Because the “realism” we are being offered by Key and his corporatist masters involves selling our country’s most valuable assets off to foreigners, turning our people into lowly paid wage serfs, and kowtowing to an aristocratic elite who don’t care about the underclasses beneath their boot.

            Fuck you.

          • Zaphod Beeblebrox 9.1.2.2.2

            Running a business and providing for the welfare of your citizens are not the same thing.

            NZ does not want to end up with the same fate as Merrill Lynch. If that is a success I would hate to see a failure.

  10. Akldnut 10

    Sounds like Joh Bjelke Petersen may have been a poster boy for this pack of thieves as well.

    I was in Brisbane when he carried out the harrasing of unions and their members during the 80’s during the power strikes/demonstrations.

  11. tc 11

    True DTB however the greens and democrats have pretty much held the balance of power in the senate for decades…..the democrats were formed by Don Chipp to ‘keep the bastards honest’ and the oz electorate, being a lot more savvy than ours keeps it that way.

  12. Gazza 12

    There is nothing much more to say except it looks like the only way National will be gone is when he has the smile wiped off his arrogant self-serving face.

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    On March 17, Finance Minister Grant Robertson was quick out of the blocks with an economic rescue package to help businesses through the inevitable recession resulting from the coronavirus pandemic. Robertson had pulled together a scheme in short order that so far seems to have saved many jobs. In his ...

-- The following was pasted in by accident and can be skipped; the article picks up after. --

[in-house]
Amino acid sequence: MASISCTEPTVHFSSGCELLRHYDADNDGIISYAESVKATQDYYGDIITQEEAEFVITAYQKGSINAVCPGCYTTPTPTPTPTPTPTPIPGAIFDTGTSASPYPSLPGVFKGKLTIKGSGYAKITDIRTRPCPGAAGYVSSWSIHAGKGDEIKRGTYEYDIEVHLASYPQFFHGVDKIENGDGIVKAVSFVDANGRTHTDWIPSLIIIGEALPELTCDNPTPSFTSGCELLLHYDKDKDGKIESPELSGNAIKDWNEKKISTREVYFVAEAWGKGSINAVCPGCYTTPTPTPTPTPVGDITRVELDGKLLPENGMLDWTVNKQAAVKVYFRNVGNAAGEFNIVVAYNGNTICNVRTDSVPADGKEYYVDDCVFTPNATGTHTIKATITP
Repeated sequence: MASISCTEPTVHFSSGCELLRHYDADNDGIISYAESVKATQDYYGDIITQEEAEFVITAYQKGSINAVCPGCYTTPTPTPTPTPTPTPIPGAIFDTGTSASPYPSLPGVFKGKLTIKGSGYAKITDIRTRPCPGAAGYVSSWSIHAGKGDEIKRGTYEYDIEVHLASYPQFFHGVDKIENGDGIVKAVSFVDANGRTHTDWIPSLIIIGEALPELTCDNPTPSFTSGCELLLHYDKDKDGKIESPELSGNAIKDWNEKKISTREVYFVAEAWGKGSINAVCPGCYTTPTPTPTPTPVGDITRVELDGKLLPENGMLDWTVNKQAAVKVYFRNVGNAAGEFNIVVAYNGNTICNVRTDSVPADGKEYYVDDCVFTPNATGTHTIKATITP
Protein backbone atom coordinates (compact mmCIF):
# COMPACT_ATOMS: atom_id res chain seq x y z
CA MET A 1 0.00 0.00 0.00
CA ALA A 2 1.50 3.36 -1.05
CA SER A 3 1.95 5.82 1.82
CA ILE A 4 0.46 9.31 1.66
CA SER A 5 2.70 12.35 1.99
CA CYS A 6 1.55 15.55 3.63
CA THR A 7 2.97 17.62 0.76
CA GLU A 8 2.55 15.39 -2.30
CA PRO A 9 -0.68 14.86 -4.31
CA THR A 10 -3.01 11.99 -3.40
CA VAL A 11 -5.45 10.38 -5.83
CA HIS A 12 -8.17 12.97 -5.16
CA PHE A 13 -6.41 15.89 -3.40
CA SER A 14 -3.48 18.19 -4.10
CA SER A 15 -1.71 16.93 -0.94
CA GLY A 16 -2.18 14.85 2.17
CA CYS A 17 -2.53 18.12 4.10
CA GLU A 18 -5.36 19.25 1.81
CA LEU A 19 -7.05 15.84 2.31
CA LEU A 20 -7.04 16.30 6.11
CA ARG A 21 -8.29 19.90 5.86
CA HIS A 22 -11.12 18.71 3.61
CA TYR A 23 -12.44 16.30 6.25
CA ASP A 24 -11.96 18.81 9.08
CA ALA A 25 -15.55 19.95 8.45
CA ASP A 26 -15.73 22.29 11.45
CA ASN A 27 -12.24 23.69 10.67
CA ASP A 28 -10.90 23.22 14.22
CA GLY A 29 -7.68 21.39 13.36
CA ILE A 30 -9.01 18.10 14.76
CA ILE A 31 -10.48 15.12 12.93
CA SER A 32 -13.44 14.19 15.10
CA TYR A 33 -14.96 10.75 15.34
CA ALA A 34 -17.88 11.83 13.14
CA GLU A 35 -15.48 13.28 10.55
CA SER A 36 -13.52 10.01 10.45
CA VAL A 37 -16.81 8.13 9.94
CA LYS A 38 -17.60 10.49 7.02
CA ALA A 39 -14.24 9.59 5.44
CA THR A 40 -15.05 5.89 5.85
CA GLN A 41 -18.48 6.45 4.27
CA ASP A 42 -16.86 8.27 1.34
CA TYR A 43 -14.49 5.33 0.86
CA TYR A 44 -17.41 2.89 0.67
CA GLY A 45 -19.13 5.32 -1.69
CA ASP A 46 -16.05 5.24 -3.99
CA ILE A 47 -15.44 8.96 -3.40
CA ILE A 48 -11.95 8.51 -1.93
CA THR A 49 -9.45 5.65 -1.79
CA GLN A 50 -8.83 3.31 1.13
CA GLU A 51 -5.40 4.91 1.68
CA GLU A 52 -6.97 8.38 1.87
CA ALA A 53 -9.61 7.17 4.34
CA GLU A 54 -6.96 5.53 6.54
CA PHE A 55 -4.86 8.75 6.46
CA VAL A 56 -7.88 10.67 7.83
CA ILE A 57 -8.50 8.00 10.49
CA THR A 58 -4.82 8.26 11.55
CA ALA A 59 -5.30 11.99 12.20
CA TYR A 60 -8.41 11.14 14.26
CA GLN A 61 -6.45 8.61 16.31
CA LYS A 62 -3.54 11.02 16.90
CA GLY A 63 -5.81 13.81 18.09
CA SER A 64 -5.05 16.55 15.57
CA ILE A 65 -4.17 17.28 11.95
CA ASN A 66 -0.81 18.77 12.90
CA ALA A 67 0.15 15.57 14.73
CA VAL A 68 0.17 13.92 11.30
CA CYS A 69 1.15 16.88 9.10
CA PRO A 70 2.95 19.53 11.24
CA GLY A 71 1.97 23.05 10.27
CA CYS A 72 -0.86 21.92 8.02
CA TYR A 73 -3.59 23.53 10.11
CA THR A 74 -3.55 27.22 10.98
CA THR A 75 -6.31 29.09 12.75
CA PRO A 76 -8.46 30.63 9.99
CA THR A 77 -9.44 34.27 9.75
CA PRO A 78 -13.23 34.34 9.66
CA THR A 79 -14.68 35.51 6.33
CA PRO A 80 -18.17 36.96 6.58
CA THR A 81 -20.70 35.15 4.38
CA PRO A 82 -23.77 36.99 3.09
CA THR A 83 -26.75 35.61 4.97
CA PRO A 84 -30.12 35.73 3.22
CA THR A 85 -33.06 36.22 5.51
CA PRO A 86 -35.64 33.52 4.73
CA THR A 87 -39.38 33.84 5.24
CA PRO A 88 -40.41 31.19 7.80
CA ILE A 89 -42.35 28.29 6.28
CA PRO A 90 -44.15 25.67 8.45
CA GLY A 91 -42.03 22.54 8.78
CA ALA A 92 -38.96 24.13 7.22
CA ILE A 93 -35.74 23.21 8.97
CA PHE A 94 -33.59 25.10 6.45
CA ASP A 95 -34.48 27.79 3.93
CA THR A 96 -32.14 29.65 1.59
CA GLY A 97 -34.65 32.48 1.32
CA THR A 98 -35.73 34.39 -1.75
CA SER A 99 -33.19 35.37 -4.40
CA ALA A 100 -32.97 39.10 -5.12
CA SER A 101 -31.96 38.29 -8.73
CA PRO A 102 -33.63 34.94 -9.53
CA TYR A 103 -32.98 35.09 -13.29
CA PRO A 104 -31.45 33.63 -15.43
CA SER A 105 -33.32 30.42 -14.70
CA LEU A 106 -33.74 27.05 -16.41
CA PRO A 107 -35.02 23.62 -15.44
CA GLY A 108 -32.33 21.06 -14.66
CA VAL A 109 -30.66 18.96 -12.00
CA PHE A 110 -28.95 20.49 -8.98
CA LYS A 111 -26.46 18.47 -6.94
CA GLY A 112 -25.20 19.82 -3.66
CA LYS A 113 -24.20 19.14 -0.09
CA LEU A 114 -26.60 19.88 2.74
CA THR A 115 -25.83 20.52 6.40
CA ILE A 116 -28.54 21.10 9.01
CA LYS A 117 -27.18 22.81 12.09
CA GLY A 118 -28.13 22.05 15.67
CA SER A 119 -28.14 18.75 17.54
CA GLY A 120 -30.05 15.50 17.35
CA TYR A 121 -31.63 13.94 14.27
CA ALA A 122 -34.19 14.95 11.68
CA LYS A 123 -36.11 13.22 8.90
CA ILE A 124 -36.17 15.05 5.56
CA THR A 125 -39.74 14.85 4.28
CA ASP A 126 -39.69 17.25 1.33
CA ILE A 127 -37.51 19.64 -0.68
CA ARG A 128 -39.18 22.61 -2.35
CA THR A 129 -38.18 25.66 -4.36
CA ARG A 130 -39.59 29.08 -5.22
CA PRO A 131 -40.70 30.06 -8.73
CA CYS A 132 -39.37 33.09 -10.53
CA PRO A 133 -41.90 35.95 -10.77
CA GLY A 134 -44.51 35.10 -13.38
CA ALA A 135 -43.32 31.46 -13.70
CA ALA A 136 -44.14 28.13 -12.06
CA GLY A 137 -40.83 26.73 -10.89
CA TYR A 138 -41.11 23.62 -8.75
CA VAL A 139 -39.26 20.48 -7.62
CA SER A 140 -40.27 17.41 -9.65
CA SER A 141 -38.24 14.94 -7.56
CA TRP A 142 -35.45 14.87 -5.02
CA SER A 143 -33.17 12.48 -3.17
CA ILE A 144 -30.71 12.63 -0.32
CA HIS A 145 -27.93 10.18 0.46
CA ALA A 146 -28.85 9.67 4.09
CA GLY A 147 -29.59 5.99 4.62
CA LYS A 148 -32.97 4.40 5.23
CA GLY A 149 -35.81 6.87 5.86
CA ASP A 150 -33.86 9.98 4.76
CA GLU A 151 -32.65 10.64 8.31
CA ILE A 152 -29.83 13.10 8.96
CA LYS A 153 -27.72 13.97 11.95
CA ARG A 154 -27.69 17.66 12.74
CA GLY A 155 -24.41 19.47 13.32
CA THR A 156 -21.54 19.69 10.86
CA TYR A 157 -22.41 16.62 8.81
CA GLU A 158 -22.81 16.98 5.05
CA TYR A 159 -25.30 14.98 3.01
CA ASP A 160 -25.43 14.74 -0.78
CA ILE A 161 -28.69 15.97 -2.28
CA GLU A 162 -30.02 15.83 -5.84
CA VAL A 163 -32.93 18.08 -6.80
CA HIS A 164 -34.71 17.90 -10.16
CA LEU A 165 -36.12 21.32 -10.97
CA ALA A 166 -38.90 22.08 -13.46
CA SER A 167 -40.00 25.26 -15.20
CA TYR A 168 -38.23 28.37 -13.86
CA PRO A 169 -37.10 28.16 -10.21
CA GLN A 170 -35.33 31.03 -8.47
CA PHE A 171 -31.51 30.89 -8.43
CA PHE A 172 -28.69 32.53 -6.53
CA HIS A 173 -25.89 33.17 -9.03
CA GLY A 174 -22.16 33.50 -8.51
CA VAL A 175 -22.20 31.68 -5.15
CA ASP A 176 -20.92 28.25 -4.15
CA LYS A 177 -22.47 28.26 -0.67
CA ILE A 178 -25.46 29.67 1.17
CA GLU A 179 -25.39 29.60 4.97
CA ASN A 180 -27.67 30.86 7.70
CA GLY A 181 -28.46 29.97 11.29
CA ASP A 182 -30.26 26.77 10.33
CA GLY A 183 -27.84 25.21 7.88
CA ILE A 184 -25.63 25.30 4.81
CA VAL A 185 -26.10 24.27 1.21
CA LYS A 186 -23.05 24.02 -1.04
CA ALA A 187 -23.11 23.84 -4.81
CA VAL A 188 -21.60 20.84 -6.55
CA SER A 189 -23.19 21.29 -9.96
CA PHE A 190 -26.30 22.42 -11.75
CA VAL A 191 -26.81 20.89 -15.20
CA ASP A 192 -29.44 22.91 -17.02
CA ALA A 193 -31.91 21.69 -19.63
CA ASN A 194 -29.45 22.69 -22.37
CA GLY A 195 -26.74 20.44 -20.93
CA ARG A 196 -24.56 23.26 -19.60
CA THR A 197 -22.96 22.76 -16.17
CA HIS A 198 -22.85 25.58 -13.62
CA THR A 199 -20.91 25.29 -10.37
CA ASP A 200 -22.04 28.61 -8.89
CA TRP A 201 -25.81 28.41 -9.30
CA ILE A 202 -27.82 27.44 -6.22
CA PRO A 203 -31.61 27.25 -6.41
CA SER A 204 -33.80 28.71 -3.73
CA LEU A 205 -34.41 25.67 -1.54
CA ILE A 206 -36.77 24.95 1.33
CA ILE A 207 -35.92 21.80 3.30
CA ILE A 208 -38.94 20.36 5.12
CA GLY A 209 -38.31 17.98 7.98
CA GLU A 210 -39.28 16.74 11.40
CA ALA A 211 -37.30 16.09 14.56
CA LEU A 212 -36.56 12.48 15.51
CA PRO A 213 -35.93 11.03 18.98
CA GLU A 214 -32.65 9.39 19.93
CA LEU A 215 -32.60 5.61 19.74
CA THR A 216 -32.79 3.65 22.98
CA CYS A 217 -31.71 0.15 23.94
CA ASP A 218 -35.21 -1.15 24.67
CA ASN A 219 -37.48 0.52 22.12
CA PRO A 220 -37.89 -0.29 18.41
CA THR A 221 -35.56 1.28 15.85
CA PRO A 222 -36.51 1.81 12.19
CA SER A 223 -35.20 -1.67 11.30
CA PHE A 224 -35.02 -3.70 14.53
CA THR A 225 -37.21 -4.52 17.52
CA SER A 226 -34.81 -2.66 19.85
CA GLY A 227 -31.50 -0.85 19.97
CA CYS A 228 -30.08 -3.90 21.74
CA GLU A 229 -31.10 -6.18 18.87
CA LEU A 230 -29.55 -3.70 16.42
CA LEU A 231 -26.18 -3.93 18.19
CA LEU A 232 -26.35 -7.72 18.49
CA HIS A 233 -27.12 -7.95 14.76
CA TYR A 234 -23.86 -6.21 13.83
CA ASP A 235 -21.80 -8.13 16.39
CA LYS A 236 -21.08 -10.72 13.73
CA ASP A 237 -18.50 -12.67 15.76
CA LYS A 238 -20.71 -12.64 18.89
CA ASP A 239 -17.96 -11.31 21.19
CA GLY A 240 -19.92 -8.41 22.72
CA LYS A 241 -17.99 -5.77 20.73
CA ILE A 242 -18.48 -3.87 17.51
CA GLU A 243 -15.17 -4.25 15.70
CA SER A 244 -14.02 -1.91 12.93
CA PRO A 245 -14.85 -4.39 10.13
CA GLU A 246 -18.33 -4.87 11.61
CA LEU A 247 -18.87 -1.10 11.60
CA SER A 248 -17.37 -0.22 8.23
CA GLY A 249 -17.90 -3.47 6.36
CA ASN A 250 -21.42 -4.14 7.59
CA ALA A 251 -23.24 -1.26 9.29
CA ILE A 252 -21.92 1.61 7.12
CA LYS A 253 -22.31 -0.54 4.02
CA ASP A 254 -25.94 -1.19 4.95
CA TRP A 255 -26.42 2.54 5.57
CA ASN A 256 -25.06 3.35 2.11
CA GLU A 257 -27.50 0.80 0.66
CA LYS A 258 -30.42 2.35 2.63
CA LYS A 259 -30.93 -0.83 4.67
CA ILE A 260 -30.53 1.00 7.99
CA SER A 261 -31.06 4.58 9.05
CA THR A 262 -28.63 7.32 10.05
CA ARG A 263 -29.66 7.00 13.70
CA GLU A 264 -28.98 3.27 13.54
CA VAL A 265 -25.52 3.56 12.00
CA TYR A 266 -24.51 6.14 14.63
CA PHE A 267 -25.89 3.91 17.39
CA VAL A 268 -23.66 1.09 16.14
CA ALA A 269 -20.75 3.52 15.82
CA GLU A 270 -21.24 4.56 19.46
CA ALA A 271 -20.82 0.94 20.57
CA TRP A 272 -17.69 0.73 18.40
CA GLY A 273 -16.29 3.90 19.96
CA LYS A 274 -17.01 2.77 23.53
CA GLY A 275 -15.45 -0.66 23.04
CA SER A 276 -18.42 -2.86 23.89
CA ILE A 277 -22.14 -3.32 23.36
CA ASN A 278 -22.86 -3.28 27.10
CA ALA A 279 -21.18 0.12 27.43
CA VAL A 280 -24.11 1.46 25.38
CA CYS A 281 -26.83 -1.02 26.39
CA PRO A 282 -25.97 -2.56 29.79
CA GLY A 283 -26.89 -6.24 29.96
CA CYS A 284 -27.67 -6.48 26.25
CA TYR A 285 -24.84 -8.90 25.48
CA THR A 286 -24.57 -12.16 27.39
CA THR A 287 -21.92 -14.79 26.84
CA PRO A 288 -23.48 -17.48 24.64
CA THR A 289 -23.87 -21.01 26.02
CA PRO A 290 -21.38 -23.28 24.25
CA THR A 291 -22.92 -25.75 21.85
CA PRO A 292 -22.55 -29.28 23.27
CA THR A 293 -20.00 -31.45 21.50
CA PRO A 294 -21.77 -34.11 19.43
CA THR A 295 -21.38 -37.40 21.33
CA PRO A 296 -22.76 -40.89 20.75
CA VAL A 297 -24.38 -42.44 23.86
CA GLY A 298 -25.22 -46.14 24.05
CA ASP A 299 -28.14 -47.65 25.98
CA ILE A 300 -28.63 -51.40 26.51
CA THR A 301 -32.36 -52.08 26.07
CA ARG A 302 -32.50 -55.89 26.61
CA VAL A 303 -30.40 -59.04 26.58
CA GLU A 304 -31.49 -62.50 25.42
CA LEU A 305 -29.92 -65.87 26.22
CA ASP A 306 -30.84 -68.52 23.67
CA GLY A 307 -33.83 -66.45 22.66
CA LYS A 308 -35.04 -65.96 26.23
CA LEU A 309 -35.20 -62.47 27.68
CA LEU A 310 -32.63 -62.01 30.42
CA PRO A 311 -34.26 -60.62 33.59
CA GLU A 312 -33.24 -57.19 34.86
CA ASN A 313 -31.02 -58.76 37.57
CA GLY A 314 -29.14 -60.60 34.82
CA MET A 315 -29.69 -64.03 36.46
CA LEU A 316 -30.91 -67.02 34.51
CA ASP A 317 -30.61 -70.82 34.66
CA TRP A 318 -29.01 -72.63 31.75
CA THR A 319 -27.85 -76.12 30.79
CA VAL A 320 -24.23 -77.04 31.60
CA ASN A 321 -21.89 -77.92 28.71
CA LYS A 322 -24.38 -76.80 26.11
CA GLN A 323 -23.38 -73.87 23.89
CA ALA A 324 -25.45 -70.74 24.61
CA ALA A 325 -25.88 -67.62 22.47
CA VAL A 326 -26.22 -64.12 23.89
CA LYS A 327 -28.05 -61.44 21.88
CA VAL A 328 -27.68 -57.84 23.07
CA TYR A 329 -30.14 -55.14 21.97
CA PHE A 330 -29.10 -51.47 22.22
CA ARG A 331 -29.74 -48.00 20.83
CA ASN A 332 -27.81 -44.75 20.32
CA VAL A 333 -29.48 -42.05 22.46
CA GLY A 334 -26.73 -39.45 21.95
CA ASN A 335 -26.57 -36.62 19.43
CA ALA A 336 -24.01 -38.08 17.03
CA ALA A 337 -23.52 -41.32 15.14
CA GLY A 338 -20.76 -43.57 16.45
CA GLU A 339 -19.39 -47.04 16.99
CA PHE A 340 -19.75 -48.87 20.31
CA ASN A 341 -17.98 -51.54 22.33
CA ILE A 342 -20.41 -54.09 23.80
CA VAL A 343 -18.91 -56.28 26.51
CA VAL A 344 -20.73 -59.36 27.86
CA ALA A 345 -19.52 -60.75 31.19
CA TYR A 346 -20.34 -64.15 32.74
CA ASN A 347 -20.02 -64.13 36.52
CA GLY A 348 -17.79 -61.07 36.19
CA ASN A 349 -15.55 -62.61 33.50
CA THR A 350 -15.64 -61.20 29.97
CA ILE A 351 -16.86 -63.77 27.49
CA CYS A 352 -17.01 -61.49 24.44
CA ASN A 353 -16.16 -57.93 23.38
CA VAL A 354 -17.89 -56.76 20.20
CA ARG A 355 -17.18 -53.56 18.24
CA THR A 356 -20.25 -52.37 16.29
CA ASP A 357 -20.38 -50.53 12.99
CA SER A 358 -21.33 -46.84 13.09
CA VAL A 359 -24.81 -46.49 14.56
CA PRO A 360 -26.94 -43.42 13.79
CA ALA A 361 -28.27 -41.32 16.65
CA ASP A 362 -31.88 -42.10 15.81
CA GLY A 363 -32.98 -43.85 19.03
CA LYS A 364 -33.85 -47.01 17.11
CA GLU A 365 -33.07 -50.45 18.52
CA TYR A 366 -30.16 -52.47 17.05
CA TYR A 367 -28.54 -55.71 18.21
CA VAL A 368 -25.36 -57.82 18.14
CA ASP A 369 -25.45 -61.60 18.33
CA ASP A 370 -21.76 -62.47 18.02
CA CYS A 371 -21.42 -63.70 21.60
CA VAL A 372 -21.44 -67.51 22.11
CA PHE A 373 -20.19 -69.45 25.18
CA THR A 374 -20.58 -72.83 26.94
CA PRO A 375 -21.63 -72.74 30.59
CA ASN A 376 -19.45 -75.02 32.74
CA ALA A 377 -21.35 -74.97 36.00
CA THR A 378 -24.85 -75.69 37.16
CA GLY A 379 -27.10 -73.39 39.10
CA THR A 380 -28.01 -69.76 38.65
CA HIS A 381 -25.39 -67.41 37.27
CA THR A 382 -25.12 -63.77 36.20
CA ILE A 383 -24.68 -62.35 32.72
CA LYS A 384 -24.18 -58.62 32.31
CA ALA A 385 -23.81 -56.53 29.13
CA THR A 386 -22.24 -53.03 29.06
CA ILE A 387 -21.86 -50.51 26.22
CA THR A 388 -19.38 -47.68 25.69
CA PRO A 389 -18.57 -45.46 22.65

PunditBy Tim Watkin
    2 days ago
  • Saving lives
    The purpose of the lockdown is to save lives, by reducing the spread of covid-19. We won't know if its really working for another week, but given the devastation that will result if it doesn't - 14,000 dead is the optimistic scenario - its definitely worth trying. But pausing the ...
    No Right TurnBy Idiot/Savant
    3 days ago
  • Life in Lock Down: Day 5
    . . March 30: Day five of living in lock-down… Woke up still in darkness. Alarm hadn’t gone off. Turn to radio clock; it’s a few minutes after 6am… I lie there in the dark, waiting to drift off to sleep… but it ain’t happening. Clock ticks over to 6.55 ...
    Frankly SpeakingBy Frank Macskasy
    3 days ago
  • Speaker: Les Gray: the man who told the truth
    The story of Les Gray, the public sector psychologist who told the truth about his use of cannabis and set off a storm, has a special place in the lore of cannabis reform in New Zealand.When Paul Shannon interviewed Gray for the 'Dope and Hope' issue of Planet magazine in ...
    3 days ago
  • Why now? Historical specificity and the perfect storm that has created trans identity politics